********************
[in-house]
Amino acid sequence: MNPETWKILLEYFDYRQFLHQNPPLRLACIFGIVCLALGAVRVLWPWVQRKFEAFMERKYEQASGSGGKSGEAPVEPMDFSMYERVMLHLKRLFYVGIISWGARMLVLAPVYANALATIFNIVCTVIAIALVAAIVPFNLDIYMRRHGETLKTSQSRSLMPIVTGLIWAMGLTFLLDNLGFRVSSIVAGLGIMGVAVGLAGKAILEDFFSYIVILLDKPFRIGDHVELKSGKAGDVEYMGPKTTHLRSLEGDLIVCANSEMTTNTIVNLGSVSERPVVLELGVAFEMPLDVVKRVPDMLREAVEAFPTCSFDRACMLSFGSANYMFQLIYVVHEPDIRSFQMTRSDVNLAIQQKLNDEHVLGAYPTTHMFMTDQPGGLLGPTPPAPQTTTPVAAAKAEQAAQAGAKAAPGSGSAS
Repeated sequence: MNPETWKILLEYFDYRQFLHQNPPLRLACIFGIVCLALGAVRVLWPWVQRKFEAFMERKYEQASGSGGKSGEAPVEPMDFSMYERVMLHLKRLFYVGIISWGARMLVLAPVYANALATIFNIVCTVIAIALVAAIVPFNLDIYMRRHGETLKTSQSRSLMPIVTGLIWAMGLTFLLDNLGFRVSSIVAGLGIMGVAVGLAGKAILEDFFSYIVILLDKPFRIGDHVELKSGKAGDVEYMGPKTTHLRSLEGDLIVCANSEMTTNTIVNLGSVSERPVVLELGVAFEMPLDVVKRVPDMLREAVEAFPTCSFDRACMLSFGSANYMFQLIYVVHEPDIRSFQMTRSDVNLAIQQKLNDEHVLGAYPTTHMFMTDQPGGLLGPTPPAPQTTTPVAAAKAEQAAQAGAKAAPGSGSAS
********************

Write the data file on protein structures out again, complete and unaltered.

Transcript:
[in-house]
Amino acid sequence: MNPETWKILLEYFDYRQFLHQNPPLRLACIFGIVCLALGAVRVLWPWVQRKFEAFMERKYEQASGSGGKSGEAPVEPMDFSMYERVMLHLKRLFYVGIISWGARMLVLAPVYANALATIFNIVCTVIAIALVAAIVPFNLDIYMRRHGETLKTSQSRSLMPIVTGLIWAMGLTFLLDNLGFRVSSIVAGLGIMGVAVGLAGKAILEDFFSYIVILLDKPFRIGDHVELKSGKAGDVEYMGPKTTHLRSLEGDLIVCANSEMTTNTIVNLGSVSERPVVLELGVAFEMPLDVVKRVPDMLREAVEAFPTCSFDRACMLSFGSANYMFQLIYVVHEPDIRSFQMTRSDVNLAIQQKLNDEHVLGAYPTTHMFMTDQPGGLLGPTPPAPQTTTPVAAAKAEQAAQAGAKAAPGSGSAS
Repeated sequence: MNPETWKILLEYFDYRQFLHQNPPLRLACIFGIVCLALGAVRVLWPWVQRKFEAFMERKYEQASGSGGKSGEAPVEPMDFSMYERVMLHLKRLFYVGIISWGARMLVLAPVYANALATIFNIVCTVIAIALVAAIVPFNLDIYMRRHGETLKTSQSRSLMPIVTGLIWAMGLTFLLDNLGFRVSSIVAGLGIMGVAVGLAGKAILEDFFSYIVILLDKPFRIGDHVELKSGKAGDVEYMGPKTTHLRSLEGDLIVCANSEMTTNTIVNLGSVSERPVVLELGVAFEMPLDVVKRVPDMLREAVEAFPTCSFDRACMLSFGSANYMFQLIYVVHEPDIRSFQMTRSDVNLAIQQKLNDEHVLGAYPTTHMFMTDQPGGLLGPTPPAPQTTTPVAAAKAEQAAQAGAKAAPGSGSAS